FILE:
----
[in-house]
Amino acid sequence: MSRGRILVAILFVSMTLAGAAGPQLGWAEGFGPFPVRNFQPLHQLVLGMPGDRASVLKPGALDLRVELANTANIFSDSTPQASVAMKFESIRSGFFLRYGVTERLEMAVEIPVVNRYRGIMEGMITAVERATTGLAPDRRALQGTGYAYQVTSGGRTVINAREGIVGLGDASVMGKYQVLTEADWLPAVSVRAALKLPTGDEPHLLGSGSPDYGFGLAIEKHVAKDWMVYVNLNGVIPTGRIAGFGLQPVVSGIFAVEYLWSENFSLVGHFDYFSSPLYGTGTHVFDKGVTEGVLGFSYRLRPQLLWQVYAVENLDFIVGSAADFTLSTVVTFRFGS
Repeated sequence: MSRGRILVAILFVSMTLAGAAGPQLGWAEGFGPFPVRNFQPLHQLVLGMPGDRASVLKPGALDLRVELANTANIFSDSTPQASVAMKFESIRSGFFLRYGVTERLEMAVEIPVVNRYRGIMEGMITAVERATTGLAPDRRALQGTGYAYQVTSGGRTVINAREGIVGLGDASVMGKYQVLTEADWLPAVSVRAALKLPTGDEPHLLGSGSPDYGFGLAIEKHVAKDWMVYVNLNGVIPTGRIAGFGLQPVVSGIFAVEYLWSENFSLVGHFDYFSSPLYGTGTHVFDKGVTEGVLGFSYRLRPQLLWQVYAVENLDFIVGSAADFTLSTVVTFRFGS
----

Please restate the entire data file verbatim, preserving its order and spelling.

[in-house]
Amino acid sequence: MSRGRILVAILFVSMTLAGAAGPQLGWAEGFGPFPVRNFQPLHQLVLGMPGDRASVLKPGALDLRVELANTANIFSDSTPQASVAMKFESIRSGFFLRYGVTERLEMAVEIPVVNRYRGIMEGMITAVERATTGLAPDRRALQGTGYAYQVTSGGRTVINAREGIVGLGDASVMGKYQVLTEADWLPAVSVRAALKLPTGDEPHLLGSGSPDYGFGLAIEKHVAKDWMVYVNLNGVIPTGRIAGFGLQPVVSGIFAVEYLWSENFSLVGHFDYFSSPLYGTGTHVFDKGVTEGVLGFSYRLRPQLLWQVYAVENLDFIVGSAADFTLSTVVTFRFGS
Repeated sequence: MSRGRILVAILFVSMTLAGAAGPQLGWAEGFGPFPVRNFQPLHQLVLGMPGDRASVLKPGALDLRVELANTANIFSDSTPQASVAMKFESIRSGFFLRYGVTERLEMAVEIPVVNRYRGIMEGMITAVERATTGLAPDRRALQGTGYAYQVTSGGRTVINAREGIVGLGDASVMGKYQVLTEADWLPAVSVRAALKLPTGDEPHLLGSGSPDYGFGLAIEKHVAKDWMVYVNLNGVIPTGRIAGFGLQPVVSGIFAVEYLWSENFSLVGHFDYFSSPLYGTGTHVFDKGVTEGVLGFSYRLRPQLLWQVYAVENLDFIVGSAADFTLSTVVTFRFGS